Students at Linda Tutt High School can now pick up necessities without leaving campus. As CNN reports, the Sanger, Texas, high school has set up a student-run grocery store that accepts points as payment.
Of the 2750 students in the small-town school district, 43 percent are from low-income households and 3.6 percent are unhoused. Linda Tutt High established the grocery store in November to ensure all students have the items they need for the holiday season and beyond. Student volunteers are responsible for stocking the shelves, managing the inventory, and helping their peers find what they're looking for.
Every child enrolled in the district starts out with a certain number of points based on how many people are in their family. At the grocery store, points can be exchanged for goods like meat, toilet paper, and pantry items. Kids can go beyond their initial point allotment by doing good deeds at school. Mentoring younger students, helping out in the library, and performing well in class can all earn students good deed points from teachers and staff.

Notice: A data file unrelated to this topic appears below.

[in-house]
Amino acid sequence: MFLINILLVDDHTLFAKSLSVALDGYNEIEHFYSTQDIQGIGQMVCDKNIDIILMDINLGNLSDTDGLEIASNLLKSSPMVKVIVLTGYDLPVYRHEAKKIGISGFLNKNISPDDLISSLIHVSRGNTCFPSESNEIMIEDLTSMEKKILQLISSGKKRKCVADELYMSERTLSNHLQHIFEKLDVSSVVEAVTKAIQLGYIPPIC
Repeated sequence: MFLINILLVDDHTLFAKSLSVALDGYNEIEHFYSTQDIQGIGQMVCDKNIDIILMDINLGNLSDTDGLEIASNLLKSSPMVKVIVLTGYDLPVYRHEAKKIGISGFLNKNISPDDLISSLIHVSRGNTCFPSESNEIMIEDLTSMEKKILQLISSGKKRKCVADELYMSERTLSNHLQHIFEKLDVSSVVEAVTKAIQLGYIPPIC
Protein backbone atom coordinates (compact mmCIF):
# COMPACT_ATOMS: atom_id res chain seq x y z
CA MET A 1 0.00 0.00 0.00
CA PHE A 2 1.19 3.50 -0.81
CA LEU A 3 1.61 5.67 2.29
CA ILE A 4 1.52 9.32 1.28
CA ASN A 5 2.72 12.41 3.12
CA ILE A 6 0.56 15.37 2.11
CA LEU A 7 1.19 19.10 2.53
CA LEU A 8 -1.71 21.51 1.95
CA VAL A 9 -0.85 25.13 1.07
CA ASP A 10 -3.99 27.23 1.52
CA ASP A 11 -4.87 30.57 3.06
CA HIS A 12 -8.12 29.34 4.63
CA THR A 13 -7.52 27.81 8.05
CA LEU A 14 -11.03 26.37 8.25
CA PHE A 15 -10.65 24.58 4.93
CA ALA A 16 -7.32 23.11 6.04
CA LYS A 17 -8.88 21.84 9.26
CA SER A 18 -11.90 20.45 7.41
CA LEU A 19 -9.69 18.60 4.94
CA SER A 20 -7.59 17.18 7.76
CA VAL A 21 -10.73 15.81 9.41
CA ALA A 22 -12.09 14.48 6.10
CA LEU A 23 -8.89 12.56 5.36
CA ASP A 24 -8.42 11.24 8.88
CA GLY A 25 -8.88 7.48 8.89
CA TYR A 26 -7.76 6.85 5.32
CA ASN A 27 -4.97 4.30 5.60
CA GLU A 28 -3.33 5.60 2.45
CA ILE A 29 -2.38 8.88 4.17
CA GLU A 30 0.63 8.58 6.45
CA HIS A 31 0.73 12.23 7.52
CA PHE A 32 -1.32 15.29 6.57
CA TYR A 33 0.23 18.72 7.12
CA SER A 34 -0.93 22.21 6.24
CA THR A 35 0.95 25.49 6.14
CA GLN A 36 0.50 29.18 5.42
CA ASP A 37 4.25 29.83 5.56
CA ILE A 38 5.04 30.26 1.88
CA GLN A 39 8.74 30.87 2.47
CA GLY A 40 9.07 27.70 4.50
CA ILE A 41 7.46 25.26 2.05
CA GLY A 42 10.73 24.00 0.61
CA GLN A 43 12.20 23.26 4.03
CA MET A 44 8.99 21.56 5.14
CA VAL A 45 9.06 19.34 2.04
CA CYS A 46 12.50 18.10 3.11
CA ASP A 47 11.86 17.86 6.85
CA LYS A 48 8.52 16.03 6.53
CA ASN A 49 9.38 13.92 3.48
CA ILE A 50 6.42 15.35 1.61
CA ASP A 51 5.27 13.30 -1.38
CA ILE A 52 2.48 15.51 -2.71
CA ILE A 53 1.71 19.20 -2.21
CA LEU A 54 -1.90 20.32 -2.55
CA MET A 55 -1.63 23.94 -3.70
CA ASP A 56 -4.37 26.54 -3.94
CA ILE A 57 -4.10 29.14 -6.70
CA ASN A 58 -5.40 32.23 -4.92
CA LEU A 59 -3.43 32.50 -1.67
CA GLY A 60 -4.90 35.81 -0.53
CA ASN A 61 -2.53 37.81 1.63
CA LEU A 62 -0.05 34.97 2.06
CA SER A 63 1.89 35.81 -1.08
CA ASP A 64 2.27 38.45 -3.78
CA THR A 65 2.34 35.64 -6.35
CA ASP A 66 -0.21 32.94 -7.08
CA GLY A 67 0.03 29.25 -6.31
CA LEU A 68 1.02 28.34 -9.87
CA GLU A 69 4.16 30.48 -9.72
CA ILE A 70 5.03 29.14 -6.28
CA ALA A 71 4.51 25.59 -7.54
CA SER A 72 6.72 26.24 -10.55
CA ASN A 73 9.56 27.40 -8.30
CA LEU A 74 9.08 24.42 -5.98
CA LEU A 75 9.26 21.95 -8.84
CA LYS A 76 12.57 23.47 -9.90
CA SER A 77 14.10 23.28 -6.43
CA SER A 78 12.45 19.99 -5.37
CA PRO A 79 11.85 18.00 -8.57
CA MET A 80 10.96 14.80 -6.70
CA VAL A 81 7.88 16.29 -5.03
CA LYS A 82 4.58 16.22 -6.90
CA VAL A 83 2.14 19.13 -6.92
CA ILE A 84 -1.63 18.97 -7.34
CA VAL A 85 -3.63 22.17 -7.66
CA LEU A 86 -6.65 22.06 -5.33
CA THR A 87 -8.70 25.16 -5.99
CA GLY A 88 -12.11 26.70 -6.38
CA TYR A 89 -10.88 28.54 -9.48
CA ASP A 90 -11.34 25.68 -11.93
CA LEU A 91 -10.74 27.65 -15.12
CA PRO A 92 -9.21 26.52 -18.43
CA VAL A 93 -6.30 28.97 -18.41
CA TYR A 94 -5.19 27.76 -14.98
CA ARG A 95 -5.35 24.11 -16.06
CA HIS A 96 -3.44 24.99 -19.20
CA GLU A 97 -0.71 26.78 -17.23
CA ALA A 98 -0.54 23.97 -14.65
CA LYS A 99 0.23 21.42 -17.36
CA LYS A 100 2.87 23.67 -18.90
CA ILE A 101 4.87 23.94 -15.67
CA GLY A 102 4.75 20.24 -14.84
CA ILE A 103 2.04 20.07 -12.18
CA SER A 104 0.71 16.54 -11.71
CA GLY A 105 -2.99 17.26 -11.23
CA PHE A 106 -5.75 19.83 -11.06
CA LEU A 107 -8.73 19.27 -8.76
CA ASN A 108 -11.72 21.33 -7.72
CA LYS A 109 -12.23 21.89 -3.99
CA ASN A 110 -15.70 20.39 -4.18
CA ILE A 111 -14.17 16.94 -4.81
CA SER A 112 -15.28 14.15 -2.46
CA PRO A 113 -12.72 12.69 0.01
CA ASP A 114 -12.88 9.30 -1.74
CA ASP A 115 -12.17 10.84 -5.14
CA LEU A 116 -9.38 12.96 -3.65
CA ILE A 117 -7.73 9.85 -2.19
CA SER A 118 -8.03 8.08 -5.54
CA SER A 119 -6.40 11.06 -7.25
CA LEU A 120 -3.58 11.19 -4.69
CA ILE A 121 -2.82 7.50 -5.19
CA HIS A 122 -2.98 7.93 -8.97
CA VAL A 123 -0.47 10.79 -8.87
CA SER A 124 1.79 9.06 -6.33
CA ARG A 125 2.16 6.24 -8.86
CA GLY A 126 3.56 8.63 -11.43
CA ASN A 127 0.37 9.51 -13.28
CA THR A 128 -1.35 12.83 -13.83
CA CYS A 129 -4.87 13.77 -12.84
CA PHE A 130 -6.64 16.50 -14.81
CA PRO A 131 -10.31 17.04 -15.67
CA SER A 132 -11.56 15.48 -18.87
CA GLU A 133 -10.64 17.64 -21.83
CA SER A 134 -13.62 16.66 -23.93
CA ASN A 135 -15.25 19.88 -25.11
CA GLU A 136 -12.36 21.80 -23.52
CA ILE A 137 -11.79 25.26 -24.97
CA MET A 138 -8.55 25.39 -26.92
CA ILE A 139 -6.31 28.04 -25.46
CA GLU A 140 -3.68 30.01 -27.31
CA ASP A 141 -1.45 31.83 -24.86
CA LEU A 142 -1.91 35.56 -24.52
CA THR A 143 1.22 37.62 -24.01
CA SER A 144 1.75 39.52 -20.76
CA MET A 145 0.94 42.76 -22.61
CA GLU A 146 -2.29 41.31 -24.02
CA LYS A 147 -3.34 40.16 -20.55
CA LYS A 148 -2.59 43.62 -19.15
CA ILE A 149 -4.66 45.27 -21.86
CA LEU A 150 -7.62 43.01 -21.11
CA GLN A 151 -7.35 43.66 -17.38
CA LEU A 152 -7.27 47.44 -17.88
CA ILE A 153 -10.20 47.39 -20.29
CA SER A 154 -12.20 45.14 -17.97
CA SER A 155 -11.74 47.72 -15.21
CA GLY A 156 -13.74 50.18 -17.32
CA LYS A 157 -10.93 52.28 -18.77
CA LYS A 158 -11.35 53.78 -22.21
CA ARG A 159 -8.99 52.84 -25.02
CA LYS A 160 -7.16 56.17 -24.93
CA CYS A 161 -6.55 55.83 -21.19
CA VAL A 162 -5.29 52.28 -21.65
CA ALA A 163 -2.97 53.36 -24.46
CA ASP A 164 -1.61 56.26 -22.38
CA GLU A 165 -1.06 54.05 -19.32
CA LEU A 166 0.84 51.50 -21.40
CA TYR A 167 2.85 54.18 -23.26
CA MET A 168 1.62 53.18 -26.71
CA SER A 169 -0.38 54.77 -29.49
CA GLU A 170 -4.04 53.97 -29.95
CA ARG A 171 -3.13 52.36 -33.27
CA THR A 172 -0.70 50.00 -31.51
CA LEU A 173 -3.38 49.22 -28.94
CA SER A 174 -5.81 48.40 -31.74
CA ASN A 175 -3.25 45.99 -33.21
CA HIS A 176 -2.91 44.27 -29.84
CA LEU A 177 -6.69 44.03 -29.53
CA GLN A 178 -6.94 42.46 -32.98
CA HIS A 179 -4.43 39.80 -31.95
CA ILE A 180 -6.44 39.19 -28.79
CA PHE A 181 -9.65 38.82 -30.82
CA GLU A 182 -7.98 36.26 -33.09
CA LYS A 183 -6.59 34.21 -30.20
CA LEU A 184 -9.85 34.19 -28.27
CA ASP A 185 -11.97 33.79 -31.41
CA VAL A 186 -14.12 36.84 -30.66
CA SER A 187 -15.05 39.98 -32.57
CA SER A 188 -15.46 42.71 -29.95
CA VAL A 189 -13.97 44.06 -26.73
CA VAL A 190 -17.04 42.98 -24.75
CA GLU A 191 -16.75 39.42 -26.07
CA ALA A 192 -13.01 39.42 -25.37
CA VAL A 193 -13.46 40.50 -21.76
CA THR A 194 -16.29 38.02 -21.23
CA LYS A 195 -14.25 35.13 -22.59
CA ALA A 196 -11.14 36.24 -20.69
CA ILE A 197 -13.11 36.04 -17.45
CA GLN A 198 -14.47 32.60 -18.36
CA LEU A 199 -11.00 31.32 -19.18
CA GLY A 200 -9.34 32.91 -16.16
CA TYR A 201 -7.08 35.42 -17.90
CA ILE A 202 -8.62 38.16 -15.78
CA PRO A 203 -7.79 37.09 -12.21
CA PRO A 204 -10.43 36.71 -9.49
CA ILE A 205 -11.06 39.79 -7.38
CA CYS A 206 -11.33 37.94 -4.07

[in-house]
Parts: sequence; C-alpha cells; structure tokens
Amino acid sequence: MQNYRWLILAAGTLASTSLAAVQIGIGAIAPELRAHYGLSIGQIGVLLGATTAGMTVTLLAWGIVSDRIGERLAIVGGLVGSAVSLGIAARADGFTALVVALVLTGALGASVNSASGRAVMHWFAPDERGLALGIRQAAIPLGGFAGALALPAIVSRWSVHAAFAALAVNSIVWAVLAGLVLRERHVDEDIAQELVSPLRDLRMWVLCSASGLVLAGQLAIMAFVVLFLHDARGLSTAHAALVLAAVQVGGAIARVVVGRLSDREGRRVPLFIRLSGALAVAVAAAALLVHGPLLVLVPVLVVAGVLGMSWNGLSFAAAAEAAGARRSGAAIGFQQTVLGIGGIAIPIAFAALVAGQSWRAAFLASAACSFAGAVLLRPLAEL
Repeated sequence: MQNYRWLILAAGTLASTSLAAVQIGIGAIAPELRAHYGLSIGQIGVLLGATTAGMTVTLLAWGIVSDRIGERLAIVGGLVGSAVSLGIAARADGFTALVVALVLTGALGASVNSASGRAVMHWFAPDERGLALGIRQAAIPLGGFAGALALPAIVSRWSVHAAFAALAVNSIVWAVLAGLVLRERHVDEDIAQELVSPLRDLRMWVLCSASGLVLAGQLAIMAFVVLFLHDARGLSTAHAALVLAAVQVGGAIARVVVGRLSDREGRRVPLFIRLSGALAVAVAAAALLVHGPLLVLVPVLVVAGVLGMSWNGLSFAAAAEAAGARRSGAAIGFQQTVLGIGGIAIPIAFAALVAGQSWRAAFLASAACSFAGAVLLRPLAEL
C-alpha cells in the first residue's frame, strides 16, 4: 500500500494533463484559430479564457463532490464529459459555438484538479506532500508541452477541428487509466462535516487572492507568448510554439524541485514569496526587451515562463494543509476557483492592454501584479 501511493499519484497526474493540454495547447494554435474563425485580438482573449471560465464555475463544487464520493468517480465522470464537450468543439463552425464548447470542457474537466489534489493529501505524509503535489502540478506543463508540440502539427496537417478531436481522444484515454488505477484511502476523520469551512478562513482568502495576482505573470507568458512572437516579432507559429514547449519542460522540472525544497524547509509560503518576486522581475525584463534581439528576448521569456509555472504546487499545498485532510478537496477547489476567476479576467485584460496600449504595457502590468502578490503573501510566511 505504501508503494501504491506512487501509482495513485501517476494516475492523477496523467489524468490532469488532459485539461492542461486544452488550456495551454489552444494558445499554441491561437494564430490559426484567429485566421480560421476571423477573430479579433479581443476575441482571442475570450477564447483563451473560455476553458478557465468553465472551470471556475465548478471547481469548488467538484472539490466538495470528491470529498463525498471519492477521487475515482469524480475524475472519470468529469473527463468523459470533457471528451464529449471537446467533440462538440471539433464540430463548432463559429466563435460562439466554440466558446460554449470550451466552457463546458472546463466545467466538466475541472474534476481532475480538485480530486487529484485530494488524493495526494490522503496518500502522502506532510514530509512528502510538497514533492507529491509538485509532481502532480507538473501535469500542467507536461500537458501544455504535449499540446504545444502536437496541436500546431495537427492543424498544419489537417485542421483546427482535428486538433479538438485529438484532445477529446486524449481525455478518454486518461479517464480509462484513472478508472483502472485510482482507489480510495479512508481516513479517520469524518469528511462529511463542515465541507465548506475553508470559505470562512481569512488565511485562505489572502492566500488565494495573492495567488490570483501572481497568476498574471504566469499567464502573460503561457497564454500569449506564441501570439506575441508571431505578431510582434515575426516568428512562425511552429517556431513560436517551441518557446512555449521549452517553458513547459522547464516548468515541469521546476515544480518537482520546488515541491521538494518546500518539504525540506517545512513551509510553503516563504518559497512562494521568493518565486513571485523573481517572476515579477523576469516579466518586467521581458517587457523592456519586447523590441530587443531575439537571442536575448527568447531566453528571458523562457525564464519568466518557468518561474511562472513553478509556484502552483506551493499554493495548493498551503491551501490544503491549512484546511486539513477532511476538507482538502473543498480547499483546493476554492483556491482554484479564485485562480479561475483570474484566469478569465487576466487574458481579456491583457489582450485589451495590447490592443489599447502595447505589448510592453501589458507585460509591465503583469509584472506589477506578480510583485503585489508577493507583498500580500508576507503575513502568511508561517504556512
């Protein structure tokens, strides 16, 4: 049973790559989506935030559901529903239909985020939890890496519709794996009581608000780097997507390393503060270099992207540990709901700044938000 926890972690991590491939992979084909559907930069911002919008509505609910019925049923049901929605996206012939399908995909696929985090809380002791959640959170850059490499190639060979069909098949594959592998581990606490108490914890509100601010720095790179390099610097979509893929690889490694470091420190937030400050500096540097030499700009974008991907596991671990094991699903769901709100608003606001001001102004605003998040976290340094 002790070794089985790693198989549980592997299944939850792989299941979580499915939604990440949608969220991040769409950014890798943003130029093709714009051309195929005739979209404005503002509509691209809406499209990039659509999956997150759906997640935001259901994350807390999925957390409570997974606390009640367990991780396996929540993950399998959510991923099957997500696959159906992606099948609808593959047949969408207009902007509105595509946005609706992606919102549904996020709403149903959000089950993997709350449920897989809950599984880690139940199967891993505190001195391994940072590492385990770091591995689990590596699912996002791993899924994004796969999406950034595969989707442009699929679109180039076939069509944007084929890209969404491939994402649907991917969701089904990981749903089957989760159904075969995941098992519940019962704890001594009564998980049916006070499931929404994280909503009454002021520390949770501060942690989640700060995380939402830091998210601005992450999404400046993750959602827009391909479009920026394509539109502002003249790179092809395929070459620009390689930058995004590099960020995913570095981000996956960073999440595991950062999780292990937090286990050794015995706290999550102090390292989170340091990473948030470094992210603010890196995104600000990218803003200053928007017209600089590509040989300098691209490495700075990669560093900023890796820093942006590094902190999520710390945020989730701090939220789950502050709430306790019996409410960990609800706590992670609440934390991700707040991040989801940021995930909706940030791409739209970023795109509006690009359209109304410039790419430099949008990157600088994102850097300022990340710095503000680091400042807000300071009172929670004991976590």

The school store is a collaboration between Linda Tutt, Refuge Ministries, Texas Health Resources, and Albertsons grocery store. It's open to students and staff Mondays through Wednesdays. For one hour on Tuesdays, it's open to other members of the community.
Linda Tutt isn't the only high school to provide resources to students in a creative way. At Washington High School in North Carolina, students could access their on-campus food pantry anonymously.